Running Past Jerusalem
The land of Israel famously covered the area “from Dan to Beersheba” (e.g. 1 Kings 4:25). Of all the cities of Israel, YHWH chose Jerusalem as the place for His Temple and where He would make His name to dwell, and it thus became known as the holy city (1 Kings 11:32, Isaiah 52:1, Matthew 27:53). Some of those who came before us in the faith used Jerusalem as a way to speak about the truth of God as revealed in Christ and through Scripture. When they perceived that a fellow believer became too zealous in opposing a particular false teaching and thus fell prey to another form of distortion of God’s truth, they would say such a one “ran past Jerusalem.”
“Running past Jerusalem” is an apt way of illustrating the dangers of a reactive theology. A reactive theology is fostered when opposition to a particular doctrine or set of doctrines leads a person to defend the entirely opposite position. Perhaps some people feel that the truth must be the exact opposite of the doctrine they are opposing; most often, however, there are concerns about particular doctrines without considering the dangers of going too far the other way. To continue our geographic illustration, if someone departs from “Jerusalem” and goes to “Bethel,” a sincere believer may want to make it so clear that they are so different from “Bethel” that they go beyond Jerusalem to “Bethlehem.” Those in “Bethel” then move ever further away in order to distance themselves from “Bethlehem,” and those in Bethlehem move ever further away to distance themselves as well. All of a sudden there are people in “Dan” and “Beersheba”, both groups quite far away from the truth of God in “Jerusalem”!
The history of Christianity is distressingly saturated with illustrations of reactive theology, people “running past Jerusalem.” The “Judaizers” did not believe there should be much distance between Judaism and Christianity; in the next century, Marcion and the Gnostics wanted to sever Christianity from Judaism entirely. Augustine did not begin teaching Augustinianism right after he converted; he moved ever more toward his extreme positions as he stood opposed to the Donatists and particularly Pelagius; meanwhile, later Pelagians moved toward more extreme positions than Pelagius had on account of disputations with Augustine and Augustinians. By the sixteenth century there was no doubt that the Roman Catholic church had moved to “Dan” in terms of works-based salvation; the Reformers, in reaction, ran past Jerusalem all the way to the “Beersheba” of grace only and faith only, teaching that believers have absolutely no role in their own salvation. Over and over we see a pattern of action, reaction, and over-reaction.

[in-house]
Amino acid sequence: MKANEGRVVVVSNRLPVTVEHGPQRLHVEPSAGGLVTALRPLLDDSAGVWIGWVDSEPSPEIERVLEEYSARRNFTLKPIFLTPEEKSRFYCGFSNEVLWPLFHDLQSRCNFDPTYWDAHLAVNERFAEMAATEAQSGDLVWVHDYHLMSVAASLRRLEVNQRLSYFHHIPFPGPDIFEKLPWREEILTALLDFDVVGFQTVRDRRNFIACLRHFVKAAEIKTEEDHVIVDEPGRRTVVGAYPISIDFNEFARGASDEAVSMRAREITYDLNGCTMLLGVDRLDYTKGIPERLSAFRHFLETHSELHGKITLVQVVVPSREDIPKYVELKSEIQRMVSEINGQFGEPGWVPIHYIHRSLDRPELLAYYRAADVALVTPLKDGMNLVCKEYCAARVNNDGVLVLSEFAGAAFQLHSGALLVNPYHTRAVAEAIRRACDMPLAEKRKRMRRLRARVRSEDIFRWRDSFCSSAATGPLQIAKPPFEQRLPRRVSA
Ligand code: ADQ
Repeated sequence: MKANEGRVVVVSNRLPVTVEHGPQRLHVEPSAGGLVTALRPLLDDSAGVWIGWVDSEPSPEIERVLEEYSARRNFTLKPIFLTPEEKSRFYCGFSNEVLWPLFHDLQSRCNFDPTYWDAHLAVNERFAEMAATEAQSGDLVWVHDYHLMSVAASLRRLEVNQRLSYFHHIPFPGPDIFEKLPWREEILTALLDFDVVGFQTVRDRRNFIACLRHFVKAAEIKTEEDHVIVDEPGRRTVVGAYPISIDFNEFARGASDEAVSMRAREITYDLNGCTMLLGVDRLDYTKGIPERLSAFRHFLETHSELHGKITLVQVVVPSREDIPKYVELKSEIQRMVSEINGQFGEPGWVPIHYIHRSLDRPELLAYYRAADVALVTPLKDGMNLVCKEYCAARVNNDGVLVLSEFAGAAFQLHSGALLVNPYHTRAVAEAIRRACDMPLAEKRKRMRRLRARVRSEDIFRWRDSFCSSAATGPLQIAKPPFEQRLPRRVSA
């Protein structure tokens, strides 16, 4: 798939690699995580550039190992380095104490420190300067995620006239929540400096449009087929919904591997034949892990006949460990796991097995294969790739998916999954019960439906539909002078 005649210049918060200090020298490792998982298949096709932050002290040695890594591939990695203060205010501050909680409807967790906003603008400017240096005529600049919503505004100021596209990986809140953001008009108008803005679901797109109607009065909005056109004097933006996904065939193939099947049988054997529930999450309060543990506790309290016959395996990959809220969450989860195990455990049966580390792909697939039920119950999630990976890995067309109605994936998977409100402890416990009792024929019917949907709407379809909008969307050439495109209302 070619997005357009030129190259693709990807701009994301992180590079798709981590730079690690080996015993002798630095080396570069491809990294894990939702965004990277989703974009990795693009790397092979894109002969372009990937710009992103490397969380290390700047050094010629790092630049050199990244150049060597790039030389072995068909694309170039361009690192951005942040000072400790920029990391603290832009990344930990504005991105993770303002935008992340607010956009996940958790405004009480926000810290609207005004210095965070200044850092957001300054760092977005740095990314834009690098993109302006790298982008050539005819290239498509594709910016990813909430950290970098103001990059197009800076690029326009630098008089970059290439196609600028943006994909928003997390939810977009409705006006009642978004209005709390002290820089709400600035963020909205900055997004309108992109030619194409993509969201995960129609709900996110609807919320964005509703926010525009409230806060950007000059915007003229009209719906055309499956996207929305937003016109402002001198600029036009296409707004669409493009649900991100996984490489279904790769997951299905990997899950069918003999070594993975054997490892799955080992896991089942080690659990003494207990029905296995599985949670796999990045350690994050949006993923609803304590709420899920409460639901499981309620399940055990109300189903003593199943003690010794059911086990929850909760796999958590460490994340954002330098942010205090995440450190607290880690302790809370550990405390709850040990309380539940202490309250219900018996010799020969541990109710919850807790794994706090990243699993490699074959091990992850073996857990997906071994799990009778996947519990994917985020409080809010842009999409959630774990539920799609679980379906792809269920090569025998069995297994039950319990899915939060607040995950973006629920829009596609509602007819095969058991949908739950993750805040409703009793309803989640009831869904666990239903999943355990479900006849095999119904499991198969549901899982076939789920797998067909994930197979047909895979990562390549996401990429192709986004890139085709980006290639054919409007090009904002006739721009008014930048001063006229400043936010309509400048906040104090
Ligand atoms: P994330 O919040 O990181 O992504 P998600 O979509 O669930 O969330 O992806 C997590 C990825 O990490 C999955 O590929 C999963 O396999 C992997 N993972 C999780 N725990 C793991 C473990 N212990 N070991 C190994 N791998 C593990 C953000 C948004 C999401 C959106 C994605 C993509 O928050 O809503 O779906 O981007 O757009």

All Christians must take seriously the dangers of “running past Jerusalem” as we seek to proclaim the Gospel of Christ and correct those in opposition (Romans 1:16, 2 Timothy 2:24-25). Very rarely do we find God’s truth toward the extreme of a spectrum of views; God’s truth is finely balanced, often featuring competing emphases that can be both true at the same time (e.g. justification by faith and justification by works, Romans 4:1-23, James 2:14-26). This is why simply opposing a particular doctrine does not mean one is defending Biblical truth; one may end up backing into “Beersheba” in their opposition to those in “Dan”, and find themselves nowhere near “Jerusalem.”
We will not find ourselves in God’s truth if we are just reacting to the errors and over-emphases of others. Protestants have gone beyond “Jerusalem” and are in “Dan” in their defense of faith only, yet to promote a “works based” salvation is going to “Beersheba”; Christians are justified by faith and cannot earn their salvation (Romans 1:16-8:39). Many Evangelicals have gone beyond “Jerusalem” and are in “Dan” by teaching “once saved, always saved,” but the alternative, “if saved, barely saved,” is going all the way to “Beersheba”; Christians can maintain confidence in their salvation when they serve the Lord Jesus while recognizing the consequences of turning aside from the ways of the Lord (Hebrews 10:26-31, 1 John 1:1-5:20). Calvinists have gone to Dan in their views of God’s sovereignty and man’s free will; going to the Beersheba of limiting God’s sovereignty and maximizing man’s free will is no better (Romans 9:1-11:36). Pentecostals have gone all the way to Dan in their views on the work of the Holy Spirit; yet to deny God’s active presence in His creation and among His people through the Holy Spirit is going all the way to Beersheba, a version of Christian Deism, equally contrary to the Gospel (1 Corinthians 6:19-20, Romans 8:9-11, Ephesians 3:17-21). Jehovah’s Witnesses have gone to Dan in their denial of Jesus’ divinity, yet de-emphasizing Jesus’ humanity is going to the Beersheba of Gnosticism (1 Timothy 2:5, 1 John 4:3-4, 2 John 1:7-11). And on it goes.
God made Jerusalem His holy city; He established the Gospel as the truth to whom all are subject and through which all can be saved (Romans 1:16). As Jerusalem was in Israel, so the true Gospel in the midst of other gospels: not on any extreme, but somewhere in the middle. Therefore, we will not be able to come to an understanding of the truth merely by reacting to the false doctrines of other gospels, since there will be danger on the “left” as well as the “right,” from “behind” as much as from in “front.” If we wish to proclaim the true Gospel, we must be rooted in Christ and handle His word rightly, convicted by the truth of God’s word, not just convicted by the error of its distortion (Colossians 2:1-10, 2 Timothy 2:15). Brethren, let us hold firm in Jerusalem and not run past it when opposing error!
Ethan R. Longhenry